Business & Finance

DaimlerChrysler's share price shot up 10 percent on European stock exchanges Thursday on news that chief executive Jürgen Schrempp had announced his retirement. Although his contract doesn't expire until 2008, Schrempp will leave by the end of this year and will be succeeded by Chrysler division head Dieter Zetsche, the company said. If only for having orchestrated the 1999 merger of Germany's Daimler-Benz with Chrysler Corp. of the US, Schrempp has been a controversial figure in the industry. The combined company has struggled ever since - first due to heavy losses at Chrysler and then, after Zetche succeeded in turning those around, because of weak earnings at the once highly profitable Mercedes division. At the company's annual meeting April 6, angry shareholders accused Schrempp of poor performance and shoddy leadership. In a statement, DaimlerChrysler's board chairman called his departure date "the optimal time for a change in the leadership of the company." At least one analyst said of the announcement: "This is the day I have been waiting for. It's a wonderful day for the auto industry as a whole."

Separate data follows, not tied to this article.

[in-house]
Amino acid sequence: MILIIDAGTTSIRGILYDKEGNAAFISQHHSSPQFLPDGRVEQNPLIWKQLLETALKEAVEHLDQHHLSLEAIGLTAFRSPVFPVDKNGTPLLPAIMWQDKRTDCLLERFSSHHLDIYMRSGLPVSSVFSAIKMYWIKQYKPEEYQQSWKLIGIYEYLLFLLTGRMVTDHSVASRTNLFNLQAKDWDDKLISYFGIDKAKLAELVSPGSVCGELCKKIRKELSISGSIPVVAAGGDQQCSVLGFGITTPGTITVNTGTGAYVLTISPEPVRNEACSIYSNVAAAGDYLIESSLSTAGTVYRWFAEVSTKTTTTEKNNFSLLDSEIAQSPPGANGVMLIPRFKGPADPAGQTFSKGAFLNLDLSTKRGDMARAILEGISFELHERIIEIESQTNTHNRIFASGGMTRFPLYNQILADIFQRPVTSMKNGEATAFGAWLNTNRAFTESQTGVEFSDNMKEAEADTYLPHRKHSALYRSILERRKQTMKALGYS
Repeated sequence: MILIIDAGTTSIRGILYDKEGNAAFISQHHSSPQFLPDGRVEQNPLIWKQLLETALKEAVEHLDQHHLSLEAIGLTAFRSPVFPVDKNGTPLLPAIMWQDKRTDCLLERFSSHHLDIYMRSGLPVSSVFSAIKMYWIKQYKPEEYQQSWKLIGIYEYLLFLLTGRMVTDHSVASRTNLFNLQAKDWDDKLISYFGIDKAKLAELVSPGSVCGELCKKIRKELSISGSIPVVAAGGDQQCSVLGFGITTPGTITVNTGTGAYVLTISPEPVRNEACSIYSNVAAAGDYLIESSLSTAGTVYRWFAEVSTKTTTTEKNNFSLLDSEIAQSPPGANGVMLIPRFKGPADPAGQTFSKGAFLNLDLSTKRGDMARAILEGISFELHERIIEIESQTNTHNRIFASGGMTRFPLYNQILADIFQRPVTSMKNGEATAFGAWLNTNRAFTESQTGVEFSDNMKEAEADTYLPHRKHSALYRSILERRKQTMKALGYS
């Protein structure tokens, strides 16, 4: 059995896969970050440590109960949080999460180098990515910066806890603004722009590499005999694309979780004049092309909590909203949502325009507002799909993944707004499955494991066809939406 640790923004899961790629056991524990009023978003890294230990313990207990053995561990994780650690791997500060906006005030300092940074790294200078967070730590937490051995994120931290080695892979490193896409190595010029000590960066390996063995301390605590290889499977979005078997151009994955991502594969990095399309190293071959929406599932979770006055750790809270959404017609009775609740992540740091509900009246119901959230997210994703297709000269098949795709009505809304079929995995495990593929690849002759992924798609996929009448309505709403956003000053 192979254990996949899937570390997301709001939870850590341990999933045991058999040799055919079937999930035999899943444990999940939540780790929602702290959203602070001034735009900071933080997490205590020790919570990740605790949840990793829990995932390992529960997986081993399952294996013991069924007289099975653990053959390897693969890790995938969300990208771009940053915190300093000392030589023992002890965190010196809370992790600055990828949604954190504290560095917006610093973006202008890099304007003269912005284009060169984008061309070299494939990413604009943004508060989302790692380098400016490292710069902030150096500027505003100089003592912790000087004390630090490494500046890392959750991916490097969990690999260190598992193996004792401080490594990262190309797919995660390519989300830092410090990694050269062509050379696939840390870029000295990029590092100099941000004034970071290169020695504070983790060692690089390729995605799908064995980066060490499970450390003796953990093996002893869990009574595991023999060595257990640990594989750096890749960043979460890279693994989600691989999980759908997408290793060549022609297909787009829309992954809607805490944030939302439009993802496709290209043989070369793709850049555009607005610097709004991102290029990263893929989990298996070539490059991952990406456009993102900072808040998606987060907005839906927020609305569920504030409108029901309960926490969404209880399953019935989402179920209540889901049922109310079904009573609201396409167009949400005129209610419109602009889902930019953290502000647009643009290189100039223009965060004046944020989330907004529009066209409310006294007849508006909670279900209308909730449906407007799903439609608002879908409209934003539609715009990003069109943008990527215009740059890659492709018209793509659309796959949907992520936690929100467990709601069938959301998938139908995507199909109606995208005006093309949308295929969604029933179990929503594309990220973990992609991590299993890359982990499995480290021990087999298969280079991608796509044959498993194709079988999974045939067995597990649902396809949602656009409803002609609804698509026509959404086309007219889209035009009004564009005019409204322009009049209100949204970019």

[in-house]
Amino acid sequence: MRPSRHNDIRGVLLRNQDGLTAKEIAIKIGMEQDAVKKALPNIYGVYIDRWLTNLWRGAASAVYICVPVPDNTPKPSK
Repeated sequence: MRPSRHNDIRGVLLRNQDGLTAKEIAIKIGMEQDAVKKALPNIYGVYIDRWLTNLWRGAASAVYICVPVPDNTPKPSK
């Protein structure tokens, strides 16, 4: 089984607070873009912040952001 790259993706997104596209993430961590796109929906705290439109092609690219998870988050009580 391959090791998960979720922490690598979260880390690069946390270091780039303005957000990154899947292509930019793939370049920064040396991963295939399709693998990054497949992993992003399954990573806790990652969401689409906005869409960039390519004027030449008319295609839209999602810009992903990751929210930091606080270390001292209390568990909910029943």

Federated Department Stores will convert 330 of its recently acquired May Co. outlets to the Macy's nameplate, chief executive Terry Lundgren announced. Federated paid $11 billion for May in March. "The decision," Lundgren said, "was based on careful study and new research on customer preferences." It will enlarge the universe of stores bearing the Macy's name to 730 in the fall of next year, and will affect such May Co. brands as Filene's, Famous-Barr, Kaufmann's, and Foley's. A decision on Marshall Field's stores, another nameplate in the May collection, has not yet been made. However, Lord & Taylor stores, yet another May subsidiary, will retain their separate identity.

MeadWestvaco, a paper products manufacturer that has struggled with rising costs of energy, raw materials, and freight, said Wednesday it will lay off between 700 and 850 people from its salaried workforce. In May, the Stamford, Conn., company sold its writing- and printing-paper business for $2.3 billion to focus on packaging products.

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